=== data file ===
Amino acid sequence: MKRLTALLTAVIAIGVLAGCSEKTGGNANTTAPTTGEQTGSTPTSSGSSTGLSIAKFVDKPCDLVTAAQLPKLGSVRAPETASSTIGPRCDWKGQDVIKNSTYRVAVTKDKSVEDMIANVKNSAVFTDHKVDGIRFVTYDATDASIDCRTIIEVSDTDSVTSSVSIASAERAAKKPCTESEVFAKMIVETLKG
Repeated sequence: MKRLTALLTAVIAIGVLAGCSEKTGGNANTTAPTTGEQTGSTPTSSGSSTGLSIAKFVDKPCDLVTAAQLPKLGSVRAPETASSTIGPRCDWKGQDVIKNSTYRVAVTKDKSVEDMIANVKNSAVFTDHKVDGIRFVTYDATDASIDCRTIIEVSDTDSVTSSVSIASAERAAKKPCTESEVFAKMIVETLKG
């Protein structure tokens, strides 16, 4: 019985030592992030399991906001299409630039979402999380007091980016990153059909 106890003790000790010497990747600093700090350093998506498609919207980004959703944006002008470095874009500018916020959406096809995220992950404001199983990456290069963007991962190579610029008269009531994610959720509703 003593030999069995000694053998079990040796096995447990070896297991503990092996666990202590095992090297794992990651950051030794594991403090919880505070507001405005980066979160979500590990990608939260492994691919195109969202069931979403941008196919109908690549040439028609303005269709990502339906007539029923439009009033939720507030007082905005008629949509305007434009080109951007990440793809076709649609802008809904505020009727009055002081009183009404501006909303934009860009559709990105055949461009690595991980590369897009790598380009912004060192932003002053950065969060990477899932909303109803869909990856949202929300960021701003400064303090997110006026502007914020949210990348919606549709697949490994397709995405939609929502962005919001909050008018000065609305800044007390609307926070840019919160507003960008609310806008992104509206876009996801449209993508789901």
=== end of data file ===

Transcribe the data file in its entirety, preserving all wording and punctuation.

Amino acid sequence: MKRLTALLTAVIAIGVLAGCSEKTGGNANTTAPTTGEQTGSTPTSSGSSTGLSIAKFVDKPCDLVTAAQLPKLGSVRAPETASSTIGPRCDWKGQDVIKNSTYRVAVTKDKSVEDMIANVKNSAVFTDHKVDGIRFVTYDATDASIDCRTIIEVSDTDSVTSSVSIASAERAAKKPCTESEVFAKMIVETLKG
Repeated sequence: MKRLTALLTAVIAIGVLAGCSEKTGGNANTTAPTTGEQTGSTPTSSGSSTGLSIAKFVDKPCDLVTAAQLPKLGSVRAPETASSTIGPRCDWKGQDVIKNSTYRVAVTKDKSVEDMIANVKNSAVFTDHKVDGIRFVTYDATDASIDCRTIIEVSDTDSVTSSVSIASAERAAKKPCTESEVFAKMIVETLKG
């Protein structure tokens, strides 16, 4: 019985030592992030399991906001299409630039979402999380007091980016990153059909 106890003790000790010497990747600093700090350093998506498609919207980004959703944006002008470095874009500018916020959406096809995220992950404001199983990456290069963007991962190579610029008269009531994610959720509703 003593030999069995000694053998079990040796096995447990070896297991503990092996666990202590095992090297794992990651950051030794594991403090919880505070507001405005980066979160979500590990990608939260492994691919195109969202069931979403941008196919109908690549040439028609303005269709990502339906007539029923439009009033939720507030007082905005008629949509305007434009080109951007990440793809076709649609802008809904505020009727009055002081009183009404501006909303934009860009559709990105055949461009690595991980590369897009790598380009912004060192932003002053950065969060990477899932909303109803869909990856949202929300960021701003400064303090997110006026502007914020949210990348919606549709697949490994397709995405939609929502962005919001909050008018000065609305800044007390609307926070840019919160507003960008609310806008992104509206876009996801449209993508789901």